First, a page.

Except for stories written by venerated Canadian author Farley Mowat, who himself was a soldier in the Second World War with the Hastings and Prince Edward Regiment, there was scant documentation about the battle where Canadian soldiers pushed back German defences in the summer months of 1943.

On a trip to Italy in 2006, Gregory and his son visited the graves of the soldiers at the Canadian War Cemetery in Agira, Sicily, who fought in this battle. “That experience caused me to take up this up as a cause,” says Gregory. “Close to 500 men died in Sicily over the span of six weeks in 1943, and these men are forgotten souls.”

Gregory then launched the 2013 Canadian Citizen’s Memorial Campaign in Sicily, also known as Operation Husky 2013 (www.operationhusky2013.ca). The project is named for the soldiers who participated in the 1943 invasion of Sicily, in which the 1st Canadian division fought between the English and the Americans. It was the first independent role in the Second World War for Canadian soldiers. 

Gregory’s goal is to organize hundreds of Canadians to travel to Sicily in 2013 to participate in a daily march and ceremony as a tribute to the memory of the more than 500 men who fought and died or were wounded in battle. The march will follow the path taken by the 1st Canadian division.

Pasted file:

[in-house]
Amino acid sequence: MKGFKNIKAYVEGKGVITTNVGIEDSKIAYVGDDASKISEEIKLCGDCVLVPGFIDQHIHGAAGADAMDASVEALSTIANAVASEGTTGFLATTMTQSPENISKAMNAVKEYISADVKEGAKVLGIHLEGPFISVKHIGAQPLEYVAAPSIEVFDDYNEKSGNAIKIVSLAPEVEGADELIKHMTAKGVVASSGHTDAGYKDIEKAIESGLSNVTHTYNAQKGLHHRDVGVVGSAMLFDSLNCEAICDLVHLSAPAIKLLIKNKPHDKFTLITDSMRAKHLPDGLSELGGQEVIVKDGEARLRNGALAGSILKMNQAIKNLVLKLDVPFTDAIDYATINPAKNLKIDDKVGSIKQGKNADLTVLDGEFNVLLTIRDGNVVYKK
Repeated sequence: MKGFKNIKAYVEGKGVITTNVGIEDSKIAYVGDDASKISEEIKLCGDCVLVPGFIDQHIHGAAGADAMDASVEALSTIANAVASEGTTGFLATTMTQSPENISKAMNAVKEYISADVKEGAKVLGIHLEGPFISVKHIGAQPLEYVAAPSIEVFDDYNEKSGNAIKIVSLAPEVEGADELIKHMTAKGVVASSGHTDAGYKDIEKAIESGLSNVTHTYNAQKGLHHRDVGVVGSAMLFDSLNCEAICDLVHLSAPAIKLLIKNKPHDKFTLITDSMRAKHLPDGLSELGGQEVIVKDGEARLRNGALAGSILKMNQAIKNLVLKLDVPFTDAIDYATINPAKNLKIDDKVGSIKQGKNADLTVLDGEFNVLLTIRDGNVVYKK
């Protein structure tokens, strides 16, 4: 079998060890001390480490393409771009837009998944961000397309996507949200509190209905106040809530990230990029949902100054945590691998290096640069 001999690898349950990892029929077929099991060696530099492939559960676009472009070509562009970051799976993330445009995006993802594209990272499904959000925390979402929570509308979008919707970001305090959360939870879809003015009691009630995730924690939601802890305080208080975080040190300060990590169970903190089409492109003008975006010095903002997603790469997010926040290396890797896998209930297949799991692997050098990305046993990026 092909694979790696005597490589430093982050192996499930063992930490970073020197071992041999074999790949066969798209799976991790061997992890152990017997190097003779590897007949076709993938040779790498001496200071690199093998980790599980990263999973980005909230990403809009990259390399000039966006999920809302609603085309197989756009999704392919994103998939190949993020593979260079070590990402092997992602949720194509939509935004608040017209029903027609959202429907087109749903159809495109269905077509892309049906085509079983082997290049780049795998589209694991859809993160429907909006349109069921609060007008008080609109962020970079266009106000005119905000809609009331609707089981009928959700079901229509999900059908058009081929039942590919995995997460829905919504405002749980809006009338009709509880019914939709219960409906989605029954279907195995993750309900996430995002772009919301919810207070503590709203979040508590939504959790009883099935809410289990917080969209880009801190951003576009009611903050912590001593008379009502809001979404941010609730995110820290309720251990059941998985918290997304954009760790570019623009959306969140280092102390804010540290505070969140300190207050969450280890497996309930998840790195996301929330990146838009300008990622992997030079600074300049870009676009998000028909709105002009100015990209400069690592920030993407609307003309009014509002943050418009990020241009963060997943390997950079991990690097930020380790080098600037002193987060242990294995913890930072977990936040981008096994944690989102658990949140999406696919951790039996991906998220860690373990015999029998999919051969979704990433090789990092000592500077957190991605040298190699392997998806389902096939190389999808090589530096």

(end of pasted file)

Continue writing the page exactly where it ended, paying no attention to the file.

“My mission is to involve Canadians,” says Gregory. “This will be a commemorative march to remember the men who sacrificed their lives for our freedom. These are fallen heroes. These are forgotten souls. Men died in this heroic battle, and Canadians don’t know about it.”

Gregory has also sponsored and co-founded the 3rd battery of the 2nd field regiment of the Royal Canadian Artillery. The unit acquired a 1939 gun tractor to pull the group’s cannon, which now serves as a source of pride for the regiment.

In addition, Gregory has become an activist to promote the rights of other veterans, particularly reservists, who have recently been abroad in locations such as Afghanistan.

“Increasingly, the Canadian Armed Forces must rely upon reservists to fulfill its missions,” explains Gregory. “Out of 1,000 soldiers that go on a mission, at least a few hundred are reservists. It might be a car dealer or hospital worker who leaves for six months, and when he or she comes back, there may not be a job for them any longer.”

In 2008, Gregory was named Montreal chapter president of the Canada Company, a charitable organization dedicated to supporting active members, reservists, cadets, and veterans. The organization boasts influential business people such as Paul Desmarais, Peter Munk, Galen Weston, and Jim Balsillie. 

The organization has raised monies to create a scholarship fund for the children of soldiers lost in Afghanistan, among other accomplishments, and is lobbying for a national reservist policy that protects the employment of men and women in Canada’s reserves who make the sacrifice of serving abroad in missions.

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NEXT WEEK

The 05/11 edition of NPC Healthbiz Weekly will feature Josh Neiman, Senior VP and Chief Commercial Officer of BeiGene Limited, on bringing anti-cancer therapies to Canada. It’s easy to get your no-charge subscription and have the issue sent to your phone or inbox each Tuesday at 6:00 a.m. sharp.

Stay safe, stay sure, and stay on your game. We’ll see you again next Tuesday.